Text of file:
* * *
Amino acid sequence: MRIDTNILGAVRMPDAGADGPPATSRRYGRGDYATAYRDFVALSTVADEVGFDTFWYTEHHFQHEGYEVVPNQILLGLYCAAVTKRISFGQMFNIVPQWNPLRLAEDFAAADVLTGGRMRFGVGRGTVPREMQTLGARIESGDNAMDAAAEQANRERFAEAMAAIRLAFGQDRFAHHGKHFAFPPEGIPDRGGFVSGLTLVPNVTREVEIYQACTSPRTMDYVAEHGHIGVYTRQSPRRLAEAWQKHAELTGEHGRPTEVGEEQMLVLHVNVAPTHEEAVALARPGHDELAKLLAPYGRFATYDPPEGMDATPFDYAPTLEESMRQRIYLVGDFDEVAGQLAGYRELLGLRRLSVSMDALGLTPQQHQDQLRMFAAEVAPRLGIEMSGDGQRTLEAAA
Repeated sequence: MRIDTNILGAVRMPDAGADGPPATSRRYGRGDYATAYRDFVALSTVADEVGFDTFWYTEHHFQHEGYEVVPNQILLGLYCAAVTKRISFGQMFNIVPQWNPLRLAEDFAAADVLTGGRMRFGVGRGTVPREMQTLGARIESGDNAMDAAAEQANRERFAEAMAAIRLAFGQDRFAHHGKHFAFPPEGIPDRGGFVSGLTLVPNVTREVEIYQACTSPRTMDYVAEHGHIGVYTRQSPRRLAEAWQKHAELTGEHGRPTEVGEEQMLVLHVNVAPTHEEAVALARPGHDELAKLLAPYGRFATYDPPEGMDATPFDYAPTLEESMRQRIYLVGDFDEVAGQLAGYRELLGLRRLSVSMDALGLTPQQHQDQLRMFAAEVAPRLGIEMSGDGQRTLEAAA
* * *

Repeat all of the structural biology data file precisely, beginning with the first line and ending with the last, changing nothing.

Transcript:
Amino acid sequence: MRIDTNILGAVRMPDAGADGPPATSRRYGRGDYATAYRDFVALSTVADEVGFDTFWYTEHHFQHEGYEVVPNQILLGLYCAAVTKRISFGQMFNIVPQWNPLRLAEDFAAADVLTGGRMRFGVGRGTVPREMQTLGARIESGDNAMDAAAEQANRERFAEAMAAIRLAFGQDRFAHHGKHFAFPPEGIPDRGGFVSGLTLVPNVTREVEIYQACTSPRTMDYVAEHGHIGVYTRQSPRRLAEAWQKHAELTGEHGRPTEVGEEQMLVLHVNVAPTHEEAVALARPGHDELAKLLAPYGRFATYDPPEGMDATPFDYAPTLEESMRQRIYLVGDFDEVAGQLAGYRELLGLRRLSVSMDALGLTPQQHQDQLRMFAAEVAPRLGIEMSGDGQRTLEAAA
Repeated sequence: MRIDTNILGAVRMPDAGADGPPATSRRYGRGDYATAYRDFVALSTVADEVGFDTFWYTEHHFQHEGYEVVPNQILLGLYCAAVTKRISFGQMFNIVPQWNPLRLAEDFAAADVLTGGRMRFGVGRGTVPREMQTLGARIESGDNAMDAAAEQANRERFAEAMAAIRLAFGQDRFAHHGKHFAFPPEGIPDRGGFVSGLTLVPNVTREVEIYQACTSPRTMDYVAEHGHIGVYTRQSPRRLAEAWQKHAELTGEHGRPTEVGEEQMLVLHVNVAPTHEEAVALARPGHDELAKLLAPYGRFATYDPPEGMDATPFDYAPTLEESMRQRIYLVGDFDEVAGQLAGYRELLGLRRLSVSMDALGLTPQQHQDQLRMFAAEVAPRLGIEMSGDGQRTLEAAA